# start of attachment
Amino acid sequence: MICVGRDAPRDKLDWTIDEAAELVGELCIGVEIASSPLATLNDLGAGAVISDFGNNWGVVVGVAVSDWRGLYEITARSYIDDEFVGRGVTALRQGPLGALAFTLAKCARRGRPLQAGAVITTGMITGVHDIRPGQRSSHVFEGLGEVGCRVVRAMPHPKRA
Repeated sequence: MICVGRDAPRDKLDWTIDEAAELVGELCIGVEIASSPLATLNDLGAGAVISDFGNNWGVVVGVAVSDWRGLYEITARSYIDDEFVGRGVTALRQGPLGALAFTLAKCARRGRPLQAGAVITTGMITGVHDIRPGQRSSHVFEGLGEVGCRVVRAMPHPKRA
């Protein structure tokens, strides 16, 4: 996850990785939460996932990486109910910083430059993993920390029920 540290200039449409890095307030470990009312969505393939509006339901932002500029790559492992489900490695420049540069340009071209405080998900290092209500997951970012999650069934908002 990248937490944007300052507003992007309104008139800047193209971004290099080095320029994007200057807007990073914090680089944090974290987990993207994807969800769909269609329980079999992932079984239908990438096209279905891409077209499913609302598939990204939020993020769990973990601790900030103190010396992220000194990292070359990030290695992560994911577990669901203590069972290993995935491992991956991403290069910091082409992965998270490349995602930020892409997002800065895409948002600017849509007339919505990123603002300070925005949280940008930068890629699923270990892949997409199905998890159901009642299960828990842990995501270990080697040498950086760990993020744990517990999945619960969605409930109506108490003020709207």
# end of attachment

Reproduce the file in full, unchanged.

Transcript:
Amino acid sequence: MICVGRDAPRDKLDWTIDEAAELVGELCIGVEIASSPLATLNDLGAGAVISDFGNNWGVVVGVAVSDWRGLYEITARSYIDDEFVGRGVTALRQGPLGALAFTLAKCARRGRPLQAGAVITTGMITGVHDIRPGQRSSHVFEGLGEVGCRVVRAMPHPKRA
Repeated sequence: MICVGRDAPRDKLDWTIDEAAELVGELCIGVEIASSPLATLNDLGAGAVISDFGNNWGVVVGVAVSDWRGLYEITARSYIDDEFVGRGVTALRQGPLGALAFTLAKCARRGRPLQAGAVITTGMITGVHDIRPGQRSSHVFEGLGEVGCRVVRAMPHPKRA
């Protein structure tokens, strides 16, 4: 996850990785939460996932990486109910910083430059993993920390029920 540290200039449409890095307030470990009312969505393939509006339901932002500029790559492992489900490695420049540069340009071209405080998900290092209500997951970012999650069934908002 990248937490944007300052507003992007309104008139800047193209971004290099080095320029994007200057807007990073914090680089944090974290987990993207994807969800769909269609329980079999992932079984239908990438096209279905891409077209499913609302598939990204939020993020769990973990601790900030103190010396992220000194990292070359990030290695992560994911577990669901203590069972290993995935491992991956991403290069910091082409992965998270490349995602930020892409997002800065895409948002600017849509007339919505990123603002300070925005949280940008930068890629699923270990892949997409199905998890159901009642299960828990842990995501270990080697040498950086760990993020744990517990999945619960969605409930109506108490003020709207």